I have never forgotten Anne Morrow Lindbergh’s comments about the appeal of simplicity when it comes to shelter, as well as to other basic needs in our lives. In Gift from the Sea, she writes with such appreciation about her time on a Florida island, where she escaped the very busy routine of being a mother of five, with a career, living in the North. In a beautifully poetic way, she allows the seashells she finds on her daily beach walks to stimulate her more general ideas about life.
“One does not need the airtight shelter one has in winter in the North,” she writes. “Here I live in a bare sea-shell of a cottage. No heat, no telephone, no plumbing to speak of, no hot water, a two-burner oil stove, no gadgets to go wrong. No rugs. There were some, but I rolled them up the first day; it is easier to sweep the sand off a bare floor. But I find I don’t bustle about with unnecessary sweeping and cleaning here. I am no longer aware of the dust. I have shed my Puritan conscience about absolute tidiness and cleanliness. Is it possible that, too, is a material burden?”
It has been a difficult few years for anyone wanting to sell a home on Anna Maria Island. Having been part of Florida’s spectacular growth, prices on island homes had risen tremendously since the 1990’s, and therefore were subject to the same kind of fall that all popular markets experienced starting a little over three years ago. But at least there always is something about a beautiful island that sets its properties apart from the larger inventories on the mainland. There is only a finite number of island homes, and people will always want to live on an island. So there is reason to believe properties on Anna Maria will be in demand again sooner than the general market.
The question is whether the nation is beginning to see a general upturn in housing sales and prices yet. There have been articles in highly regarded publications, such as the Wall Street Journal, indicating this may be the case. In a recent article in the Anna Maria Island Sun, Louise Bolger points out that Maureen Maitland, vice president for index services at Standard & Poor’s, has speculated that we may look back on April, 2009, as the trough in home prices.
Speaking of speculation, that would mean this could be a very good time to buy an investment home in Anna Maria Island … if you can afford the high property taxes. At least there is the possibility of covering some of those taxes and carrying costs through rental. And rumor has it that if the house has a swimming pool, it is much easier to rent. Of course this all is speculation, and speculation is largely responsible for the bubble and its bursting that put the market where it is today.
Here it is, mid summer, and we still are enjoying our daily walks over to the beach. Most of us who live on Anna Maria Island are able to walk to the beach. It is wonderful not to have to drive. The island is so narrow at the south end that the beach is never more than three or four blocks away. Farther north, the island widens and the walk increases by a few more blocks. But the only areas from which a walk to the beach would take more than just a few minutes are Key Royale and the neighborhoods near Galati Marine at the southeast end of the City of Anna Maria.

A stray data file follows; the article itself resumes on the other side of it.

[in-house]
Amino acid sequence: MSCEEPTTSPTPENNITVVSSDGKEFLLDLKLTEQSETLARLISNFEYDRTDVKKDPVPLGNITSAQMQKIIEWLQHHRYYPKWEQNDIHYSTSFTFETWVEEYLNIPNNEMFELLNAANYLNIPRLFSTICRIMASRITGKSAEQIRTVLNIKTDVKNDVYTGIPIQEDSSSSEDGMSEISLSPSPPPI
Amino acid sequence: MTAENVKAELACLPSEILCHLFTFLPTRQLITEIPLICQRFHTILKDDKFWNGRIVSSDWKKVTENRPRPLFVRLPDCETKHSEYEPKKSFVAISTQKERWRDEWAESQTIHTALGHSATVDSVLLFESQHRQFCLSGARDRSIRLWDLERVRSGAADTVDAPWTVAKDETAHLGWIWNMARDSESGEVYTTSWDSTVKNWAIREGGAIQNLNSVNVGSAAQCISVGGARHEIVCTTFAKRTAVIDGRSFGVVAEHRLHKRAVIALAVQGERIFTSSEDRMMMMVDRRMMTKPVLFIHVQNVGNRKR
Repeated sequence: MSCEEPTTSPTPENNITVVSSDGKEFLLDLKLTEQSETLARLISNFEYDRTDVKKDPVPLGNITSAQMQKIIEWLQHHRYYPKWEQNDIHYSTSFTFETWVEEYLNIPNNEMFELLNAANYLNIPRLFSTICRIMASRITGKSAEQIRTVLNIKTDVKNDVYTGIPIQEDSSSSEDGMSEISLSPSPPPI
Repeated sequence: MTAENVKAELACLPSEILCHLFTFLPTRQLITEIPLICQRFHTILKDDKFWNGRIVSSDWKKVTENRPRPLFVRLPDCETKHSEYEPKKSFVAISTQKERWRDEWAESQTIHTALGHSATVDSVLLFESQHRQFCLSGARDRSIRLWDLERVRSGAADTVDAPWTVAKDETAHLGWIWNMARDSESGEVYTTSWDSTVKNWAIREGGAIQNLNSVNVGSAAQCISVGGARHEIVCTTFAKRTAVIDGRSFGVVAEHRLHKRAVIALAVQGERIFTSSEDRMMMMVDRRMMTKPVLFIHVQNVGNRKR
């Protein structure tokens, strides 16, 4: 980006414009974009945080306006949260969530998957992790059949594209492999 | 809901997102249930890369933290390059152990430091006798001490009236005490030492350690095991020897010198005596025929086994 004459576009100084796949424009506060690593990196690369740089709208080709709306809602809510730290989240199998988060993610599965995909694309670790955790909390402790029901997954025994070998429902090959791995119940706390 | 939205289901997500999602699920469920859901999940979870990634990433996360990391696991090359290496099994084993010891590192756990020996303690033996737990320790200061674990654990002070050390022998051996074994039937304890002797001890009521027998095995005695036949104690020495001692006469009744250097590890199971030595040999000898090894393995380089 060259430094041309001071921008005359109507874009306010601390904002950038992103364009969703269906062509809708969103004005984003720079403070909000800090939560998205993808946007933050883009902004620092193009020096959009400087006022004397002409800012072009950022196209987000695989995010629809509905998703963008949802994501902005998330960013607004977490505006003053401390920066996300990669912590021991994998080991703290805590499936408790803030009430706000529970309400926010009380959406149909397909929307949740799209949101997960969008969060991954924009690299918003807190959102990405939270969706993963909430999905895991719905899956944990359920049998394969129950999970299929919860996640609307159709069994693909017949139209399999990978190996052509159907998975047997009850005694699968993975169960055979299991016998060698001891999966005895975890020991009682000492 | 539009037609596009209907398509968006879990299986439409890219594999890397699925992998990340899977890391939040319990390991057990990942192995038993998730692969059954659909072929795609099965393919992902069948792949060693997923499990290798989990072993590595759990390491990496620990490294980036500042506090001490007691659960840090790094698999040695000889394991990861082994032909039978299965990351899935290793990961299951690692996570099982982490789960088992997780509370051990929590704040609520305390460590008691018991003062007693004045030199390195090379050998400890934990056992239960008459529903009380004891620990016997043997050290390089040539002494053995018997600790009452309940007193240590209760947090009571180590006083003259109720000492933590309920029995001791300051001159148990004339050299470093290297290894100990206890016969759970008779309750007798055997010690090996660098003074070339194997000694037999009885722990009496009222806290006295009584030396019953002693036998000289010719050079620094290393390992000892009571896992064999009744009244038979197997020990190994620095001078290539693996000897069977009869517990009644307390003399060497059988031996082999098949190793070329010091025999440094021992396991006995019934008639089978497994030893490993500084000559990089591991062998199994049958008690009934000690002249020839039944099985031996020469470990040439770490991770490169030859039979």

Our house is exactly a half mile from the beach. We usually make that walk and then continue along the beach, toward the setting sun before we turn and head home. The beach part of the walk is spectacular every evening. Tonight the beach was particularly wide, and the sand looked smooth and white. The temperature was extremely pleasant—amazing for mid August! The water reflected the pink/orange glow from the low sun. There was almost nobody on the beach. This is the kind of “paradise” experience for which people travel long distances. How lucky we are to be able to walk to it.
On Anna Maria Island, when you see an empty lot with new construction about to begin, you know the new building will tower over the traditional Old Florida one-story homes in the neighborhood. Why? It’s the law, to some degree, at least. In 1975 FEMA made it mandatory that all new construction place the first living level at a certain specified number of feet above sea level, which means either having to raise the lot with a huge amount of fill, or building the living space on a second and, possibly, third floor. This coincided with the start of government involvement in flood insurance programs. When the government starts ‘taking care’ of you, it starts telling you how to do things.
The National Association of Realtors has just released its Profile of International Home Buying Activity, relaying information about foreign national buying practices in the 12-month period between May 2007 and May 2008. Although the survey of 4,000 realtors across the nation indicates that buying was widespread and spanned almost every state (the most popular states being Florida, California, Texas, Arizona, New York, Washington and Nevada), the report also shows that foreign buyers purchased less property during the period than they did a year earlier. The decline in reported transactions can be attributed to the general downturn in the U.S. housing market. In fact, it appears, according to the report, that foreign buyers, like U.S. buyers, may be reticent to invest in U.S. property until they are assured that the investment will “pay off.”